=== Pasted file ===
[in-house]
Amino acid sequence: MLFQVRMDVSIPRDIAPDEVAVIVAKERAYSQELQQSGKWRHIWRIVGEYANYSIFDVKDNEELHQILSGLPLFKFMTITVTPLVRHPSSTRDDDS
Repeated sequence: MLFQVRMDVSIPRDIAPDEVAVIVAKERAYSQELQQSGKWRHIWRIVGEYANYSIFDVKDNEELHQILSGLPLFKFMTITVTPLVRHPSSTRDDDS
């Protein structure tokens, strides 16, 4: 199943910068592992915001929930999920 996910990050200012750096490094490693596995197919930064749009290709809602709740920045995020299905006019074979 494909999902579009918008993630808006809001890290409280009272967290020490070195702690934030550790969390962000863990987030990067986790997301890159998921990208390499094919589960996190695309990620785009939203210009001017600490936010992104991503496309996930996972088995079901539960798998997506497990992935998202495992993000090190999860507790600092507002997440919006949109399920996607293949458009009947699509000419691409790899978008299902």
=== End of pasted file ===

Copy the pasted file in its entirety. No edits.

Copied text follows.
[in-house]
Amino acid sequence: MLFQVRMDVSIPRDIAPDEVAVIVAKERAYSQELQQSGKWRHIWRIVGEYANYSIFDVKDNEELHQILSGLPLFKFMTITVTPLVRHPSSTRDDDS
Repeated sequence: MLFQVRMDVSIPRDIAPDEVAVIVAKERAYSQELQQSGKWRHIWRIVGEYANYSIFDVKDNEELHQILSGLPLFKFMTITVTPLVRHPSSTRDDDS
């Protein structure tokens, strides 16, 4: 199943910068592992915001929930999920 996910990050200012750096490094490693596995197919930064749009290709809602709740920045995020299905006019074979 494909999902579009918008993630808006809001890290409280009272967290020490070195702690934030550790969390962000863990987030990067986790997301890159998921990208390499094919589960996190695309990620785009939203210009001017600490936010992104991503496309996930996972088995079901539960798998997506497990992935998202495992993000090190999860507790600092507002997440919006949109399920996607293949458009009947699509000419691409790899978008299902």